The “what if” report painted a bleak picture for GISD. It and other districts across the state immediately expressed concern about whether the new system defines performance clearly.
“One of the beliefs that we hold in Georgetown ISD is that all of our actions should be student-centered,” Dr. Brent said in a January video to parents. “We believe in educating the whole child and that a rating system needs to take all needs of the learner into account.”
The district will comply with state laws, Dr. Brent said, but in April it set out to develop its own rating system based on criteria parents and taxpayers say they value. Dr. Brent expects to unveil the first version of the community-based accountability system in late spring 2018. “Through our work together, we have created goals and a learner profile. Now we want to ask, ‘What evidence do you need to see from us that tells you your child is making progress in these areas?’” Dr. Brent says.
Dr. Brent hopes to build a concise performance report that will offer a holistic look at student and district progress, “as opposed to a standardized state assessment that says nothing of the things that our community told us it values.” The report will take into account not only academic performance but other factors such as student participation in extracurricular activities and career certification programs as well as community engagement initiatives such as mentoring and business partnerships.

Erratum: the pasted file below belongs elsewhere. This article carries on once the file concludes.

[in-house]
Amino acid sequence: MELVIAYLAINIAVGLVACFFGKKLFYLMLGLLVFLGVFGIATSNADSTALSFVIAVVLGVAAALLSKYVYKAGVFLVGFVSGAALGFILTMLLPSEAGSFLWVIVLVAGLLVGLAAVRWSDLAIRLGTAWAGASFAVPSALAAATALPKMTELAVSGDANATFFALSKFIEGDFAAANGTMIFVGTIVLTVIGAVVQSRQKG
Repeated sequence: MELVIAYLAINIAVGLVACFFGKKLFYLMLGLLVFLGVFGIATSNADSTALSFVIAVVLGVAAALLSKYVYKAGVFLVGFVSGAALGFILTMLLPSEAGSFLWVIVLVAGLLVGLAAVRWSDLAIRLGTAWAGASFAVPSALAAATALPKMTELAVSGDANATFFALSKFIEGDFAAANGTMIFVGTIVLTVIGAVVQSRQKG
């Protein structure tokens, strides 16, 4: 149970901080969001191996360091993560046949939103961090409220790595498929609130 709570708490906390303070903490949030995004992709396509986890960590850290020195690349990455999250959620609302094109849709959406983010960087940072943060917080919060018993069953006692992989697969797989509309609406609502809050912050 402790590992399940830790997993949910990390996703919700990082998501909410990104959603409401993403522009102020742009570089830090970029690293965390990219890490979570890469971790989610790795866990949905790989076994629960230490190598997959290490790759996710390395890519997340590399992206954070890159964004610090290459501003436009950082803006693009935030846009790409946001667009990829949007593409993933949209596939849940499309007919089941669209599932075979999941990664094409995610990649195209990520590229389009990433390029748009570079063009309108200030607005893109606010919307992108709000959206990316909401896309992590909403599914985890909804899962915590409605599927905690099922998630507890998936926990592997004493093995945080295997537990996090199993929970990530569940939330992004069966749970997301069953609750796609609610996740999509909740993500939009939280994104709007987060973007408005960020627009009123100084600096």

The performance report will also build on an approach the district began pursuing in 2015 when district representatives gathered for education summits and discussed attributes they wanted graduates to possess. GISD wants its graduates prepared for “whatever life gives them,” district spokeswoman Suzanne Marchman says. “Life is not static. The kind of jobs available today may not exist when [younger students] graduate from school,” she says.